Friday, August 3, 2012

Rebatching Soap

Twice now I've rebatched soap. It's not an easy process. I had quite a bit of cold-processed soap I'd made, with lemon scent, from which the scent had entirely gone. I had many bars left, and it wasn't selling at all. So rather than have it sit around I thought I'd try rebatching. Rebatching is basically melting the soap down again, fixing whatever you did wrong in it the first time, and forming it into bars again. Here's an example of my failed lemon soap:
First I grated the soap. It was a couple of months old, so it was fully cured. I grated enough to fill up a quart-sized ziploc bag. I added just a little milk to this amount of soap (probably only 2 or 3 tablespoons), zipped the bag closed, and mushed it around until the milk had moistened the soap again. In other words, the soap has dried as it's cured, and you need to lightly moisten it again, so it can cure again a little, after you rebatch it. You don't want to waterlog the soap though.

When you zip your soap closed, try to get out as much air as possible. Then place that bag in another ziploc -- a gallon size one. Zip it closed, also eliminating air from the bag. Then immerse the doubled bags in a large pot of water that you've brought to a boil, and then turned down to a good simmer.
You'll need to simmer this for a long time. I think I did it for almost 2 hours today. It takes a long time for the soap to soften again. The picture below shows how the grated soap returns to somewhat of a gel stage. You need to keep the soap bags in the water at a nice bubbling simmer, until the whole mass has turned to this gel-looking stage. Gently prod it with a spoon to turn it over and expose all the soap to the hot water. Be sure not to allow any water to get into the soap bags.
About two hours later, see the difference? It's not a liquid really, but it's mushy. It's the consistency of a very, very thick oatmeal. And it's extremely hot.
I removed the soap bag from the outer bag, opened it, and put in some vanilla fragrance oil, over a teaspoon. I also added some ground oatmeal, not too much, maybe 3 tablespoons. I mushed and stirred them in with a spoon. Both of these will cool the soap quickly, and cooled soap will not go into your mold. So I zipped the bag back up, and re-inserted it into the hot water, to get it softer again.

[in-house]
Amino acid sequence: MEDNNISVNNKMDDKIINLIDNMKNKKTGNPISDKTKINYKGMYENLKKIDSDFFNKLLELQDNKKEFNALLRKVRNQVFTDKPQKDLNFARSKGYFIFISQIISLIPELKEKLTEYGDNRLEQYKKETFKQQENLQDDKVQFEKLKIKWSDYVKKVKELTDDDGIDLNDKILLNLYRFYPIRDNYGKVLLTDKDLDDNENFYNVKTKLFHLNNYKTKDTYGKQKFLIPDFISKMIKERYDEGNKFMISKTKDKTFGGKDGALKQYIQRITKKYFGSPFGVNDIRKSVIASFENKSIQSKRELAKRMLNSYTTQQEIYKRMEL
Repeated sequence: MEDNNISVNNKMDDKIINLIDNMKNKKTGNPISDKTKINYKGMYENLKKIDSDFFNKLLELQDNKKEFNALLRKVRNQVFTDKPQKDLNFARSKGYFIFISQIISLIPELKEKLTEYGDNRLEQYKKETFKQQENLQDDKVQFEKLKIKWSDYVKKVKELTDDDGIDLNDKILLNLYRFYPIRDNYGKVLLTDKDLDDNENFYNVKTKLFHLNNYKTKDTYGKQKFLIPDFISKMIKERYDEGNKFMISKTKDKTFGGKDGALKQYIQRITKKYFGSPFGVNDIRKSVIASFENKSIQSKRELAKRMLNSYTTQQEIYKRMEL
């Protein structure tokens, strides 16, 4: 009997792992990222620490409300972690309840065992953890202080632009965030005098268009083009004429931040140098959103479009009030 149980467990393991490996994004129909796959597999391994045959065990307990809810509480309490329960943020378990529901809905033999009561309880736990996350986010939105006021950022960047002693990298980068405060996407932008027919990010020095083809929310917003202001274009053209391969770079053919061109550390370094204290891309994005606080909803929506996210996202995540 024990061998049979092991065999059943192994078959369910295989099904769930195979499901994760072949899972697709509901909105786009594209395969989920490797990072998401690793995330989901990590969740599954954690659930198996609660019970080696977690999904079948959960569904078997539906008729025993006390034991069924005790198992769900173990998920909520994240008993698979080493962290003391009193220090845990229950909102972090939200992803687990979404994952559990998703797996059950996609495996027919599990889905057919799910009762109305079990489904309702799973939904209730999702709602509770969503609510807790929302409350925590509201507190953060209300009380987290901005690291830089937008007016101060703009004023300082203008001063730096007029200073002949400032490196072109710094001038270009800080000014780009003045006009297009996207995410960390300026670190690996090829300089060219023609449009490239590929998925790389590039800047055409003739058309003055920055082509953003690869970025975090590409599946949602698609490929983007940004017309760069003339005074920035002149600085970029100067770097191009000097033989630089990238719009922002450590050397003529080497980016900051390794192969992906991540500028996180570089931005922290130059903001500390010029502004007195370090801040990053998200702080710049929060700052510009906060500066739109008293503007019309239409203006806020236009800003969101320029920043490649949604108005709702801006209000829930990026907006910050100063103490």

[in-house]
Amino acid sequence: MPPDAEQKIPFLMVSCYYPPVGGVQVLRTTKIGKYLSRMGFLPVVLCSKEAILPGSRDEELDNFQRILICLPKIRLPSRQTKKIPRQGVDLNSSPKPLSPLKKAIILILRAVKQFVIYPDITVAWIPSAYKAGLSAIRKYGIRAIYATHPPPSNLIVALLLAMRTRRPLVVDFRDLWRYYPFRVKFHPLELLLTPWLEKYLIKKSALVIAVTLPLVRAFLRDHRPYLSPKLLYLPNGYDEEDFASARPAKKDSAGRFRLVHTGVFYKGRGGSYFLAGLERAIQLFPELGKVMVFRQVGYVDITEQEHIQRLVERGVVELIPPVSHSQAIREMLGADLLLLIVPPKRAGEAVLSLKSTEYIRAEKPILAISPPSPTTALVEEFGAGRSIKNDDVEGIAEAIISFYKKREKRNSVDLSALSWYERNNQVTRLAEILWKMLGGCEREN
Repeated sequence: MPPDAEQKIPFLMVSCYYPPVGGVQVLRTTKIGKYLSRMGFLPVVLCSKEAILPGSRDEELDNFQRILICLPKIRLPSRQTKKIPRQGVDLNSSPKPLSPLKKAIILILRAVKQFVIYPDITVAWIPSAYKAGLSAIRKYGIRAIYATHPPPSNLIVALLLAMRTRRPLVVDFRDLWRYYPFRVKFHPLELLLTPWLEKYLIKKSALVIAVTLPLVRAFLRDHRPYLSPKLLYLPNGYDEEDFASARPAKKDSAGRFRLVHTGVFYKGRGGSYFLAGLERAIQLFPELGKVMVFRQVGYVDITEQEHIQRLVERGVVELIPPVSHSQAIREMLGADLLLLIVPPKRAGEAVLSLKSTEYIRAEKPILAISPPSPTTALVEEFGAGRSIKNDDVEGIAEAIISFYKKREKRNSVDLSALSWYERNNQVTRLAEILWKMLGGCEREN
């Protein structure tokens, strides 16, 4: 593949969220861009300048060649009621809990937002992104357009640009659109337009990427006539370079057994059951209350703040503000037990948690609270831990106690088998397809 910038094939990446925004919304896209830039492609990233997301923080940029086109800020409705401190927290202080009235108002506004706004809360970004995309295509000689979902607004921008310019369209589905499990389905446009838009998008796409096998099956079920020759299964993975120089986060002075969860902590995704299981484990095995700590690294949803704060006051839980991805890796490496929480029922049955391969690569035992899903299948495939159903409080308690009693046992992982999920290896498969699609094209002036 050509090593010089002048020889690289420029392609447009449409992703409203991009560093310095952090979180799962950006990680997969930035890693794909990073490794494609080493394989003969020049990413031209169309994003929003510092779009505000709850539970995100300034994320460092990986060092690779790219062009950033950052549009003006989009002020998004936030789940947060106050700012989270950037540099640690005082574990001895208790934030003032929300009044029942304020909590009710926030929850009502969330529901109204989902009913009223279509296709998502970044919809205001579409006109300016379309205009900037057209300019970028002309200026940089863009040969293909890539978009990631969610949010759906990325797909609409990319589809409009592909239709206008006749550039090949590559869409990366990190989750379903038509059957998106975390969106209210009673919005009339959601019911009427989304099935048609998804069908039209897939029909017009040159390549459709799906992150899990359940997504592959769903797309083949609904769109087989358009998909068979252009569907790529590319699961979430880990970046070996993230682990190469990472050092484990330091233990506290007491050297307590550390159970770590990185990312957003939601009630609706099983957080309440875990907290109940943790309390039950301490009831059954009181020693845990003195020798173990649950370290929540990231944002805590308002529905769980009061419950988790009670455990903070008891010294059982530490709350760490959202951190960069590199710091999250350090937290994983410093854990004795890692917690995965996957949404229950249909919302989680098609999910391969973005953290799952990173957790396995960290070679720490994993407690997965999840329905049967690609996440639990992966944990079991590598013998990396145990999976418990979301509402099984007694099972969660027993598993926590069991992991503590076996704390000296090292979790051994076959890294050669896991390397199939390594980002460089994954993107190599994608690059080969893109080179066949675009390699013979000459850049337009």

Then I removed it from the hot water again, snipped off one corner of the bag (a good-sized hole b/c this stuff is THICK), and "piped" it through the hole, into my juice can mold. One quart-sized bag of grated soap filled up this juice can. Even when piping it out, it is not a liquid. It's very thick and difficult to manage because the ziploc bag is extremely hot. It's difficult to mash it into the mold and very difficult to get all the soap out of the bag.
I cut the bag open to remove as much soap as possible. Here's the bag when I was done with it.
Here's an example of a regular round soap (left) and a rebatched round soap (right) with oatmeal. It has a darker, more rustic look, but I found that people seemed to like it when shopping.
Rebatching is a lot of trouble and not as fun as regular cold-processed soap making. Is it worth it? For me, only if I have soap that will go unused otherwise. But for this batch of useless unscented soap, it was a good choice. That juice can will yield six bars of soap that will sell for about $2.00 each, so that's $12. Not bad.

1 comment:

  1. Not to be bossy but I think your soaps should sell for at least five dollars. I see this kind of soap at the markets selling for that and people buy!
    I can't wait to show you what I ordered yesterday. It's on its way! So fun!

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